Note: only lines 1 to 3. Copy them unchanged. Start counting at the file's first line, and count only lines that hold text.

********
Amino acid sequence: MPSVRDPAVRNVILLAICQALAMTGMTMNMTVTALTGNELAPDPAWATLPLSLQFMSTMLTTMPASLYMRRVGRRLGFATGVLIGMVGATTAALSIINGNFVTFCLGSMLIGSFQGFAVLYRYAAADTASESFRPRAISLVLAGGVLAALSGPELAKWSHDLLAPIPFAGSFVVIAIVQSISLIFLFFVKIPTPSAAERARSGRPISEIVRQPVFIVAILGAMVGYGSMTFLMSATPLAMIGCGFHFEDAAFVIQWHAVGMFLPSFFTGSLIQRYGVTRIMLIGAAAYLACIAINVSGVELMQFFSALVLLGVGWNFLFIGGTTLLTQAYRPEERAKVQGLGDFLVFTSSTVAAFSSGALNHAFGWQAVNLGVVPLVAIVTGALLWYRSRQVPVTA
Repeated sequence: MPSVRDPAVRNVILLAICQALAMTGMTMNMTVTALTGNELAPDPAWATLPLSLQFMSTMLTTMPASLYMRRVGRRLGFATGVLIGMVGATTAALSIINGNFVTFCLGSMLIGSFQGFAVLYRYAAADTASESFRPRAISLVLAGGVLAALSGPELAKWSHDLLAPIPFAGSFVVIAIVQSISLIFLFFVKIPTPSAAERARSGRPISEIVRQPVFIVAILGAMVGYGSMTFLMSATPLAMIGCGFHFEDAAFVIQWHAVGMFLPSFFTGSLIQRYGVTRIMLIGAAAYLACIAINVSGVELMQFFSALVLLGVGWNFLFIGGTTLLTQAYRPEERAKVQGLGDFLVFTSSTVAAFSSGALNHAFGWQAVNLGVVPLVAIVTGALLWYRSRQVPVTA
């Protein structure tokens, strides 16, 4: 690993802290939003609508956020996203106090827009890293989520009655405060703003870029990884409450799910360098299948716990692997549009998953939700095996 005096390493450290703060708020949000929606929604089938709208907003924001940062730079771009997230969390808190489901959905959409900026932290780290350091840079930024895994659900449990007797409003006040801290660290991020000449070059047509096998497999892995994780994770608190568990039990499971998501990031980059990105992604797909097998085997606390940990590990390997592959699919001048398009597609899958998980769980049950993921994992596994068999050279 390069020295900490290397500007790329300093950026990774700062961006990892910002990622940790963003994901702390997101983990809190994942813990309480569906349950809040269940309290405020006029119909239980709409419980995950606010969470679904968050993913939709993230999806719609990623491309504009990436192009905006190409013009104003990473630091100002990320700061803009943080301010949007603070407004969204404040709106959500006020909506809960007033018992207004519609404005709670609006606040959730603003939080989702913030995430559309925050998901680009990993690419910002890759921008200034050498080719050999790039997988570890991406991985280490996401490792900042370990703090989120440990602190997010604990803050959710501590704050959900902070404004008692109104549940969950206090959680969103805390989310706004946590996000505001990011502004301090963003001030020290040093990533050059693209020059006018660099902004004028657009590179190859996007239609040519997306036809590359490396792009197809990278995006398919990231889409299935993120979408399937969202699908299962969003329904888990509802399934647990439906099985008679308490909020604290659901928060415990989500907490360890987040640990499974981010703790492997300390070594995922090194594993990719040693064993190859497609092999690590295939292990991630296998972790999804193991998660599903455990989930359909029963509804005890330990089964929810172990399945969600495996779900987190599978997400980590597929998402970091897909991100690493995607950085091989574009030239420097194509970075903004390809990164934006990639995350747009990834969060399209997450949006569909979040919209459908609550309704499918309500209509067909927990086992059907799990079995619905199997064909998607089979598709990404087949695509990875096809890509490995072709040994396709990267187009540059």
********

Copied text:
Amino acid sequence: MPSVRDPAVRNVILLAICQALAMTGMTMNMTVTALTGNELAPDPAWATLPLSLQFMSTMLTTMPASLYMRRVGRRLGFATGVLIGMVGATTAALSIINGNFVTFCLGSMLIGSFQGFAVLYRYAAADTASESFRPRAISLVLAGGVLAALSGPELAKWSHDLLAPIPFAGSFVVIAIVQSISLIFLFFVKIPTPSAAERARSGRPISEIVRQPVFIVAILGAMVGYGSMTFLMSATPLAMIGCGFHFEDAAFVIQWHAVGMFLPSFFTGSLIQRYGVTRIMLIGAAAYLACIAINVSGVELMQFFSALVLLGVGWNFLFIGGTTLLTQAYRPEERAKVQGLGDFLVFTSSTVAAFSSGALNHAFGWQAVNLGVVPLVAIVTGALLWYRSRQVPVTA
Repeated sequence: MPSVRDPAVRNVILLAICQALAMTGMTMNMTVTALTGNELAPDPAWATLPLSLQFMSTMLTTMPASLYMRRVGRRLGFATGVLIGMVGATTAALSIINGNFVTFCLGSMLIGSFQGFAVLYRYAAADTASESFRPRAISLVLAGGVLAALSGPELAKWSHDLLAPIPFAGSFVVIAIVQSISLIFLFFVKIPTPSAAERARSGRPISEIVRQPVFIVAILGAMVGYGSMTFLMSATPLAMIGCGFHFEDAAFVIQWHAVGMFLPSFFTGSLIQRYGVTRIMLIGAAAYLACIAINVSGVELMQFFSALVLLGVGWNFLFIGGTTLLTQAYRPEERAKVQGLGDFLVFTSSTVAAFSSGALNHAFGWQAVNLGVVPLVAIVTGALLWYRSRQVPVTA
């Protein structure tokens, strides 16, 4: 690993802290939003609508956020996203106090827009890293989520009655405060703003870029990884409450799910360098299948716990692997549009998953939700095996 005096390493450290703060708020949000929606929604089938709208907003924001940062730079771009997230969390808190489901959905959409900026932290780290350091840079930024895994659900449990007797409003006040801290660290991020000449070059047509096998497999892995994780994770608190568990039990499971998501990031980059990105992604797909097998085997606390940990590990390997592959699919001048398009597609899958998980769980049950993921994992596994068999050279 390069020295900490290397500007790329300093950026990774700062961006990892910002990622940790963003994901702390997101983990809190994942813990309480569906349950809040269940309290405020006029119909239980709409419980995950606010969470679904968050993913939709993230999806719609990623491309504009990436192009905006190409013009104003990473630091100002990320700061803009943080301010949007603070407004969204404040709106959500006020909506809960007033018992207004519609404005709670609006606040959730603003939080989702913030995430559309925050998901680009990993690419910002890759921008200034050498080719050999790039997988570890991406991985280490996401490792900042370990703090989120440990602190997010604990803050959710501590704050959900902070404004008692109104549940969950206090959680969103805390989310706004946590996000505001990011502004301090963003001030020290040093990533050059693209020059006018660099902004004028657009590179190859996007239609040519997306036809590359490396792009197809990278995006398919990231889409299935993120979408399937969202699908299962969003329904888990509802399934647990439906099985008679308490909020604290659901928060415990989500907490360890987040640990499974981010703790492997300390070594995922090194594993990719040693064993190859497609092999690590295939292990991630296998972790999804193991998660599903455990989930359909029963509804005890330990089964929810172990399945969600495996779900987190599978997400980590597929998402970091897909991100690493995607950085091989574009030239420097194509970075903004390809990164934006990639995350747009990834969060399209997450949006569909979040919209459908609550309704499918309500209509067909927990086992059907799990079995619905199997064909998607089979598709990404087949695509990875096809890509490995072709040994396709990267187009540059």